You can see these trends when you look at how the curve *y* = a*x*^{2} moves as "a" changes:

As you can see, as the leading coefficient goes from very negative to slightly negative to zero (which isn't actually a quadratic) to slightly positive to very positive, the parabola goes from skinny upside-down to fat upside-down to a straight line (called a "degenerate" parabola) to a fat right-side-up to a skinny right-side-up.

There is a simple, if slightly dumb, way to remember the difference between right-side-up parabolas and upside-down parabolas:

**positive** quadratic *y* = *x*^{2}

**negative** quadratic *y* = −*x*^{2}

This can be useful information: If, for instance, you have an equation where a is negative, but you're somehow coming up with plot points that make it look like the quadratic is right-side-up, then you will know that you need to go back and check your work, because *something* is wrong.

Parabolas always have a lowest point (or a highest point, if the parabola is upside-down). This point, where the parabola changes direction, is called the "vertex".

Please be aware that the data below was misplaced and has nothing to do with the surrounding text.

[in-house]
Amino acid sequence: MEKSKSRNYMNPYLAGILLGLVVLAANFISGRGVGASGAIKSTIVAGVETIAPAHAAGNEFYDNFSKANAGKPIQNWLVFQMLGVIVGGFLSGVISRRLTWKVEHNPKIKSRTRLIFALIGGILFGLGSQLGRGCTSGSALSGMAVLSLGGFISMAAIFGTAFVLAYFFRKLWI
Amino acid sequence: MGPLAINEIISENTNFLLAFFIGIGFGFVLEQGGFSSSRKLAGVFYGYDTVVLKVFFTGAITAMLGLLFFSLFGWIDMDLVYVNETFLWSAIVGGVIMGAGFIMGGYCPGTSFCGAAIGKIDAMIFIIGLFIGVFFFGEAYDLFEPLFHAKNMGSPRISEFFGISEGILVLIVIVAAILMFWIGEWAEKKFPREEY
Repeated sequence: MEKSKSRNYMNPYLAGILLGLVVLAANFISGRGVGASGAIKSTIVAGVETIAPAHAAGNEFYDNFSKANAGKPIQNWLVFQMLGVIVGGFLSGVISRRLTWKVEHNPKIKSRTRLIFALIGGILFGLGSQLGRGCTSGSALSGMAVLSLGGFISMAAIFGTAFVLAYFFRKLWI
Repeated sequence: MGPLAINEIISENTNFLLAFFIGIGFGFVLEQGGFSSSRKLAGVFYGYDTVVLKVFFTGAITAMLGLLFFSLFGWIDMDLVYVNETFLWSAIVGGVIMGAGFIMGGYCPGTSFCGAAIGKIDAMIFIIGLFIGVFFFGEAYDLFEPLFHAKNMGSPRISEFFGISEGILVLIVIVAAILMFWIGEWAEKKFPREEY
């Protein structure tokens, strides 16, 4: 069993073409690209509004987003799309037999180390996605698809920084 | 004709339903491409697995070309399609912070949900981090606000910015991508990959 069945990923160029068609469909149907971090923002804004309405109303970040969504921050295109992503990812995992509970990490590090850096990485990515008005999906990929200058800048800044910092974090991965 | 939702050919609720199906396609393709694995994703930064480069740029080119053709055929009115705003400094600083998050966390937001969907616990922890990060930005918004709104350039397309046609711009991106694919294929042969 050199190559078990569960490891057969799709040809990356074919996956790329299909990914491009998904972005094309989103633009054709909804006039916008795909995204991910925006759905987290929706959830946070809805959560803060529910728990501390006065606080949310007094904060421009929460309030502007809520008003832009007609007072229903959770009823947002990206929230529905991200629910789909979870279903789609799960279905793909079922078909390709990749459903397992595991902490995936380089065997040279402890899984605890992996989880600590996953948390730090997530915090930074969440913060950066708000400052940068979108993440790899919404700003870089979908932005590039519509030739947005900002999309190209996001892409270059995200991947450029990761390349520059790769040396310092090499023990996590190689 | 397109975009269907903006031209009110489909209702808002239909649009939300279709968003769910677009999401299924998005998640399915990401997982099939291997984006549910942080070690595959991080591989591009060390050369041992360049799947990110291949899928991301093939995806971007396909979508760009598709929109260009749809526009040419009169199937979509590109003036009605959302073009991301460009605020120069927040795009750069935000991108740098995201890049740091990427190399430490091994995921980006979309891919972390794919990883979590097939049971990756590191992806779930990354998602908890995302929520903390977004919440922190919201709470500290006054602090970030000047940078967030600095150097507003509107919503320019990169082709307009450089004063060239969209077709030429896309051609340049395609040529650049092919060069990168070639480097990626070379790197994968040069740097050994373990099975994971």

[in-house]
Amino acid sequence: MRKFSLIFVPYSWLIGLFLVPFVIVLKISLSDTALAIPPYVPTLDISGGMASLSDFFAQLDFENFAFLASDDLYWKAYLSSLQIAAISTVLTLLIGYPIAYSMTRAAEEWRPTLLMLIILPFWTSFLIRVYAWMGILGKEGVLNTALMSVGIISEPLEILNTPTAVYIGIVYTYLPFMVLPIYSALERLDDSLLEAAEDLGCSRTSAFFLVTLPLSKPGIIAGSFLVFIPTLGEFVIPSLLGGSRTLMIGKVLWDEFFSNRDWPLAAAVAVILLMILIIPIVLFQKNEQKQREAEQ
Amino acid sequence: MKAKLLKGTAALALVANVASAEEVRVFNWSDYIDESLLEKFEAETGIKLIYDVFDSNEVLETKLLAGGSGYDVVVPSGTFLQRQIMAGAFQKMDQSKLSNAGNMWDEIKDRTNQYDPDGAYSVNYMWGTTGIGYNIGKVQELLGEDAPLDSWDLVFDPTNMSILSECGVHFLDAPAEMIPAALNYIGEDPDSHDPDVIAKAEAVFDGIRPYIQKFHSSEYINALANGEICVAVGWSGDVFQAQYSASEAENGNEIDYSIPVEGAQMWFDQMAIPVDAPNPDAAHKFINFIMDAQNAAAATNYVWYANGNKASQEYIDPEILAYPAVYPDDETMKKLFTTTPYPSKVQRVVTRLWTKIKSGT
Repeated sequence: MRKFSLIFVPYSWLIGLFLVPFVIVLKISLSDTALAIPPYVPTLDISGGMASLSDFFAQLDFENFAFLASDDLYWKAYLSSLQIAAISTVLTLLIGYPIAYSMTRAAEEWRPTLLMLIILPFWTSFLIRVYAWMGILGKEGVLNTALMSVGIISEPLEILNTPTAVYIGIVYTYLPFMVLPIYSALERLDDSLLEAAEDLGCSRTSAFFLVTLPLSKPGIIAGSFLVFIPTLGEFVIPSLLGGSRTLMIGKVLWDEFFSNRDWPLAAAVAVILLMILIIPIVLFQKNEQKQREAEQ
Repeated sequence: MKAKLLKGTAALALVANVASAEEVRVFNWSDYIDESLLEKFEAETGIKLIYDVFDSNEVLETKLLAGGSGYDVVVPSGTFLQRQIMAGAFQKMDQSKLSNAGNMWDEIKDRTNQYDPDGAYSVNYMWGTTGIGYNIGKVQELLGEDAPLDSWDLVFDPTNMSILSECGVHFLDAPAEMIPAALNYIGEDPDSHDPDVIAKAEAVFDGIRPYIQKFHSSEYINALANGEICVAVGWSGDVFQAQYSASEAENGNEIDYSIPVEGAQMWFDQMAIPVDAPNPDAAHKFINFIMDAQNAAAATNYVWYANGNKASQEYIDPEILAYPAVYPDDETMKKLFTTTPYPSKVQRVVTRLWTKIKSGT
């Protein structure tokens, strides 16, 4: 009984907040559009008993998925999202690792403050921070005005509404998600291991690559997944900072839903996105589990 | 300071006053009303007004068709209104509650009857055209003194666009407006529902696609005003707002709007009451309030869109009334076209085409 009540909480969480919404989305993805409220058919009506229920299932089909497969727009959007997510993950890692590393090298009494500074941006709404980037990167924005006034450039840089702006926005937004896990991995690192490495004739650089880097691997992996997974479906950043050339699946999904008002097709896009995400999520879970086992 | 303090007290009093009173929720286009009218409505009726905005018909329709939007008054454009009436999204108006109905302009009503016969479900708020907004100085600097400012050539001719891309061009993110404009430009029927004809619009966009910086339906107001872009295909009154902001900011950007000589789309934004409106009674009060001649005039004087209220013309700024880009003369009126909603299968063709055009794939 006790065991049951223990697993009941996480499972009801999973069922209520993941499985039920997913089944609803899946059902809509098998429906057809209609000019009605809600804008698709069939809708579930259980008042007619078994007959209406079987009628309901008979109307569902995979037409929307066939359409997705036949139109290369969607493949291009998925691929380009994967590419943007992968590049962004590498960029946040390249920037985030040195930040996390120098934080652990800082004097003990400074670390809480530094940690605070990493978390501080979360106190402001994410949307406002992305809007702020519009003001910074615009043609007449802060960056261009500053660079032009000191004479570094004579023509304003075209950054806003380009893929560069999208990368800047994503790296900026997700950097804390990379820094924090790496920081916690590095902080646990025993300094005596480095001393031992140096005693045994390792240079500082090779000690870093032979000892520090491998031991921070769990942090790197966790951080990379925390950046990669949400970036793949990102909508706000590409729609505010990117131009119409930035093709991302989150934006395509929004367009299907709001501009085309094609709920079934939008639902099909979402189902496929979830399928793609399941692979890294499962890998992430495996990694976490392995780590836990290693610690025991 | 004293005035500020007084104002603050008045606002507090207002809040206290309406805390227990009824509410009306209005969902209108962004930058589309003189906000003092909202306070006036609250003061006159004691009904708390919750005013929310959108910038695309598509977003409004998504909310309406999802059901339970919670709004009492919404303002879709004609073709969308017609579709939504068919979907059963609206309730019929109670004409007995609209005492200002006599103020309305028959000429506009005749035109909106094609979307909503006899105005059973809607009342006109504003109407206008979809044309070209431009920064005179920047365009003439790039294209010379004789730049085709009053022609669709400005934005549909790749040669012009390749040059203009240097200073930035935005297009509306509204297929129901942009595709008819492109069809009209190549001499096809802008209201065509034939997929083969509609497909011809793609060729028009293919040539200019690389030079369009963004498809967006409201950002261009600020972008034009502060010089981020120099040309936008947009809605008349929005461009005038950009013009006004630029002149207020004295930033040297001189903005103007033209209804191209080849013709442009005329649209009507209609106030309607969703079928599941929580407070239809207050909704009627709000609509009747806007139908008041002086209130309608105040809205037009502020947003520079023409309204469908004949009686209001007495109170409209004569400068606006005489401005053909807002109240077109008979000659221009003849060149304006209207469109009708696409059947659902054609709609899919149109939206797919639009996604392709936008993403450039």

If the quadratic is written in the form *y* = a(*x* − h)^{2} + k, then the vertex is the point (h, k).

This location of the vertex makes sense (in terms of the vertex-form of the equation), if you think about it. The squared part of *y* = a(*x* − h)^{2} + k is always positive (for a right-side-up parabola), unless it's zero. So you'll always have that fixed value k, and then you'll always be adding something to it to make *y* bigger, unless of course the squared part is zero. So the smallest *y* can possibly be is *y* = k, and this smallest value will happen when the squared part, *x* − h, equals zero. And the squared part is zero when *x* − h = 0, or when *x* = h.

The same reasoning works, with k being the largest value and the squared part always subtracting from it, for upside-down parabolas.